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Friendly Societies

PLEASE DO NOT SKIP THIS PAGE, even though it looks a bit heavy. If, like the majority of people, are not familiar with Friendly Societies, this page is written for you, to help you understand and appreciate the many fascinating items illustrating the history, heritage and significance of the Ancient Order of Foresters that are shown on this website.

Today, in the first decade of the 21st century AD, general awareness of what friendly societies were, and what roles they played in British society during the past 250 years, has effectively diminished to zero.   That provides the opportunity to come afresh to a cultural form whose many values have, along with the idea, slipped away from everyday life.



Friendly societies, and their members, were very much products and creators of the world in which they existed. Dynamic yet conservative, controlled but democratic, there is no simple description to encompass all the evident diversity of structure and form. Yet, at heart, all friendly societies conformed to one model of clearly identified purpose. That was to enable people to contribute voluntarily to a common financial fund from which, on the occasion of illness or death, a benefit, as a right, not charity, would be available to meet immediate needs. In many societies this was underpinned by a strong element of self-management and social activity.

By the mid 18th century, friendly societies could be found throughout England. At the beginning of the 19th century, they were a common-place, as locally based organisations, within communities or trades. On the whole they tended to be individual societies not associated with others. This association was the big idea of the 19th century, as the concept of Orders, not initially openly ¡®friendly societies¡¯, spread.  Such Orders, or as they were later called, ¡®affiliated societies¡¯, had local groups, called lodges, courts, tents, etc., all subject to some central administrative control, yet with varying degrees of local autonomy as to contributions and benefits.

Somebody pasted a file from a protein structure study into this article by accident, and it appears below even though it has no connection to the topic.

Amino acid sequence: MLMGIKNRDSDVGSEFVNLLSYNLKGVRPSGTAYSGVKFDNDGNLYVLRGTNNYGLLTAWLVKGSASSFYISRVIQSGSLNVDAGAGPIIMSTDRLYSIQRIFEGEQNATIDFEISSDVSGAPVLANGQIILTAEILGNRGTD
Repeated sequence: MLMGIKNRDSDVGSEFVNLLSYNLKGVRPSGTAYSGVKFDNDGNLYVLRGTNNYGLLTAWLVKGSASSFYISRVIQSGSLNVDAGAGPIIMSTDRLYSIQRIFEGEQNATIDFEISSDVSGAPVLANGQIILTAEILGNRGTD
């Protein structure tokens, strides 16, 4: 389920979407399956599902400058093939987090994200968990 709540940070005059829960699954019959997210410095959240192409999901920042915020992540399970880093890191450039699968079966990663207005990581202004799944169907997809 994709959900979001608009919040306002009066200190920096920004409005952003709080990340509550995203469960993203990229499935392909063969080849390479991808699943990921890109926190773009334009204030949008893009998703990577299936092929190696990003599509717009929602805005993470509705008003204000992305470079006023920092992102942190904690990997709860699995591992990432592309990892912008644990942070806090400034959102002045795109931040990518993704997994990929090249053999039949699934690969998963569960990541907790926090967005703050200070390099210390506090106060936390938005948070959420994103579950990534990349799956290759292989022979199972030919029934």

The second largest of these for much of the 19th century was the Ancient Order of Foresters. Adopting the term Friendly Society only after the Order registered as a society under the 1850 Friendly Societies Act, its many and varied characteristics and facets are those which feature on this website. The diversity and range of material illustrated will, it is hoped, offer some insight into the workings of the AOF, stimulating perhaps a desire to know more about the role of friendly societies in the lives of our forebears.

© The Foresters Heritage Trust. Registered Charity No. 1109859. Address: Station Chambers, The Boulevard, Tunstall, Stoke on Trent ST6 6DU